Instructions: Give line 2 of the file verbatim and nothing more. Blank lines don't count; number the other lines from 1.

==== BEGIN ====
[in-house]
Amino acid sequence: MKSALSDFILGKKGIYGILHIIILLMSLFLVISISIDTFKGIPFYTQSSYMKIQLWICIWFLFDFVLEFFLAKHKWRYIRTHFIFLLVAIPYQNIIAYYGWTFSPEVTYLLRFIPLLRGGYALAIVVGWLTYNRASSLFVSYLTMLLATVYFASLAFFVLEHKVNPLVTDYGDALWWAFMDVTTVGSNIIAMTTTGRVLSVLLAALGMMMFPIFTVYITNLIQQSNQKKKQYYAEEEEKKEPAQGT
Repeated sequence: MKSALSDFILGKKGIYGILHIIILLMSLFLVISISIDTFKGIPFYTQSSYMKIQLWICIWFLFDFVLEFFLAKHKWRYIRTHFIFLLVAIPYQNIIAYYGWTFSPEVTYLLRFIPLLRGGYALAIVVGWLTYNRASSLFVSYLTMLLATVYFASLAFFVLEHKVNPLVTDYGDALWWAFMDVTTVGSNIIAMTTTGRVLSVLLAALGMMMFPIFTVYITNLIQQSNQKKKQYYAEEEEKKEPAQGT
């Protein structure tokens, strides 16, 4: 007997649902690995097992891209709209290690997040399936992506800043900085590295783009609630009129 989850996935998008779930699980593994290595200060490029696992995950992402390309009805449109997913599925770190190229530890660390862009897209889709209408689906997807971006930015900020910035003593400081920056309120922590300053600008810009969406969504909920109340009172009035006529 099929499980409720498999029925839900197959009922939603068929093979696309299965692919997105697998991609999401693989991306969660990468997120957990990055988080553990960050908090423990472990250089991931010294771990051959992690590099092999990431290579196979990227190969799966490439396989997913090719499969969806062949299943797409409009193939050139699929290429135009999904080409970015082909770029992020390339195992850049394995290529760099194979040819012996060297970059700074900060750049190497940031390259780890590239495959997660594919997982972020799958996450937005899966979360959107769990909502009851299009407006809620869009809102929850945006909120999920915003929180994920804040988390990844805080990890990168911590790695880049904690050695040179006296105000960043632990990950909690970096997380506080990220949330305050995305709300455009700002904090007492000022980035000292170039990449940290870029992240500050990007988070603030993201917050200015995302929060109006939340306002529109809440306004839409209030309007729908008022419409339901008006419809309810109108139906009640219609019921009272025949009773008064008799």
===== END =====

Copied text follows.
Amino acid sequence: MKSALSDFILGKKGIYGILHIIILLMSLFLVISISIDTFKGIPFYTQSSYMKIQLWICIWFLFDFVLEFFLAKHKWRYIRTHFIFLLVAIPYQNIIAYYGWTFSPEVTYLLRFIPLLRGGYALAIVVGWLTYNRASSLFVSYLTMLLATVYFASLAFFVLEHKVNPLVTDYGDALWWAFMDVTTVGSNIIAMTTTGRVLSVLLAALGMMMFPIFTVYITNLIQQSNQKKKQYYAEEEEKKEPAQGT